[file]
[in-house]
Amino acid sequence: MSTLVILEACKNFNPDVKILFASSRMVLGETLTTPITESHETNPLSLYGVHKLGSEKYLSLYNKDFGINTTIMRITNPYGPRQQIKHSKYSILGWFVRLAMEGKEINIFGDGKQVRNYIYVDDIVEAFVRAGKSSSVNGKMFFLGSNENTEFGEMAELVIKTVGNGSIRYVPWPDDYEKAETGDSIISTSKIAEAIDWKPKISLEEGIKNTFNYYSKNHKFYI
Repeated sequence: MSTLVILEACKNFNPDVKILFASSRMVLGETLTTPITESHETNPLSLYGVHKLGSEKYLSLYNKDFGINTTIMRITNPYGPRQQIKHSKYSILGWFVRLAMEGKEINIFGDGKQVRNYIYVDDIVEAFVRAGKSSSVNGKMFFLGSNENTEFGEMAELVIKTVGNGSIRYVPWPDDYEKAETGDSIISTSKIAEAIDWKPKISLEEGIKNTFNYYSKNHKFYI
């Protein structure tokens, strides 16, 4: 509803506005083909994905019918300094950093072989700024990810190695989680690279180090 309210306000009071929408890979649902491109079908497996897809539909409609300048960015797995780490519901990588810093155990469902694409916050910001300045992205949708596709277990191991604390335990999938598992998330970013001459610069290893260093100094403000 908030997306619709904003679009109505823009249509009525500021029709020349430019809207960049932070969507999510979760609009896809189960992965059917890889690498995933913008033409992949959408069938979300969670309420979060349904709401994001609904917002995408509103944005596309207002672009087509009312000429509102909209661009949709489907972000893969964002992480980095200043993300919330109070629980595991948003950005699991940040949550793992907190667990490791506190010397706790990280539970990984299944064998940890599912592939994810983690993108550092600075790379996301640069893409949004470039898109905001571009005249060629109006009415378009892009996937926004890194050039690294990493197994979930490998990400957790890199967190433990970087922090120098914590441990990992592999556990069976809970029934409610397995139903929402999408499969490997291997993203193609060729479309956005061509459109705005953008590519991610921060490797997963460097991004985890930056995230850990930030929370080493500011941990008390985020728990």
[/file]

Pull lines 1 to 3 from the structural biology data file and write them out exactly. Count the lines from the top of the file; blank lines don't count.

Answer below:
[in-house]
Amino acid sequence: MSTLVILEACKNFNPDVKILFASSRMVLGETLTTPITESHETNPLSLYGVHKLGSEKYLSLYNKDFGINTTIMRITNPYGPRQQIKHSKYSILGWFVRLAMEGKEINIFGDGKQVRNYIYVDDIVEAFVRAGKSSSVNGKMFFLGSNENTEFGEMAELVIKTVGNGSIRYVPWPDDYEKAETGDSIISTSKIAEAIDWKPKISLEEGIKNTFNYYSKNHKFYI
Repeated sequence: MSTLVILEACKNFNPDVKILFASSRMVLGETLTTPITESHETNPLSLYGVHKLGSEKYLSLYNKDFGINTTIMRITNPYGPRQQIKHSKYSILGWFVRLAMEGKEINIFGDGKQVRNYIYVDDIVEAFVRAGKSSSVNGKMFFLGSNENTEFGEMAELVIKTVGNGSIRYVPWPDDYEKAETGDSIISTSKIAEAIDWKPKISLEEGIKNTFNYYSKNHKFYI